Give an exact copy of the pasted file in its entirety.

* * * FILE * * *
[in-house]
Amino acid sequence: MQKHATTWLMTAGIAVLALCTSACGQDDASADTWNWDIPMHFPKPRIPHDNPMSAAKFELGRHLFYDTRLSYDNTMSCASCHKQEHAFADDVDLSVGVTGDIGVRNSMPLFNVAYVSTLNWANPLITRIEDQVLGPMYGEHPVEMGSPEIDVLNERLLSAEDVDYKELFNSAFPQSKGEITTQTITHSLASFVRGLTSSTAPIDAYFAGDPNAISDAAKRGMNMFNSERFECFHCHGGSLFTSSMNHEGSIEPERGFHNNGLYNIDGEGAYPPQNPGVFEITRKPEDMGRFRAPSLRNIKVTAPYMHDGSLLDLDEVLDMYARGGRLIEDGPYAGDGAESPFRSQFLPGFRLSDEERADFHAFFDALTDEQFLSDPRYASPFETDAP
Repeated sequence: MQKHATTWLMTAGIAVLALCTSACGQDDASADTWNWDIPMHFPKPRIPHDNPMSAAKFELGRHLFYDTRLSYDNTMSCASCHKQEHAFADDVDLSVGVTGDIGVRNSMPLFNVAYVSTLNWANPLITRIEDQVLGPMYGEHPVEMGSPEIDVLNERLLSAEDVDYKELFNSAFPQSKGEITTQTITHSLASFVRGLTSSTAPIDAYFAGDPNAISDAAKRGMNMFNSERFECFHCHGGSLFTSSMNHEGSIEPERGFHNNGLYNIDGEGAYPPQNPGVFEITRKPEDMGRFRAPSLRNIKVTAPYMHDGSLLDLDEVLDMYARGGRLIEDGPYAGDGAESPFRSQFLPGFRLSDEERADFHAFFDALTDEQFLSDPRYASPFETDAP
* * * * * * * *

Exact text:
[in-house]
Amino acid sequence: MQKHATTWLMTAGIAVLALCTSACGQDDASADTWNWDIPMHFPKPRIPHDNPMSAAKFELGRHLFYDTRLSYDNTMSCASCHKQEHAFADDVDLSVGVTGDIGVRNSMPLFNVAYVSTLNWANPLITRIEDQVLGPMYGEHPVEMGSPEIDVLNERLLSAEDVDYKELFNSAFPQSKGEITTQTITHSLASFVRGLTSSTAPIDAYFAGDPNAISDAAKRGMNMFNSERFECFHCHGGSLFTSSMNHEGSIEPERGFHNNGLYNIDGEGAYPPQNPGVFEITRKPEDMGRFRAPSLRNIKVTAPYMHDGSLLDLDEVLDMYARGGRLIEDGPYAGDGAESPFRSQFLPGFRLSDEERADFHAFFDALTDEQFLSDPRYASPFETDAP
Repeated sequence: MQKHATTWLMTAGIAVLALCTSACGQDDASADTWNWDIPMHFPKPRIPHDNPMSAAKFELGRHLFYDTRLSYDNTMSCASCHKQEHAFADDVDLSVGVTGDIGVRNSMPLFNVAYVSTLNWANPLITRIEDQVLGPMYGEHPVEMGSPEIDVLNERLLSAEDVDYKELFNSAFPQSKGEITTQTITHSLASFVRGLTSSTAPIDAYFAGDPNAISDAAKRGMNMFNSERFECFHCHGGSLFTSSMNHEGSIEPERGFHNNGLYNIDGEGAYPPQNPGVFEITRKPEDMGRFRAPSLRNIKVTAPYMHDGSLLDLDEVLDMYARGGRLIEDGPYAGDGAESPFRSQFLPGFRLSDEERADFHAFFDALTDEQFLSDPRYASPFETDAP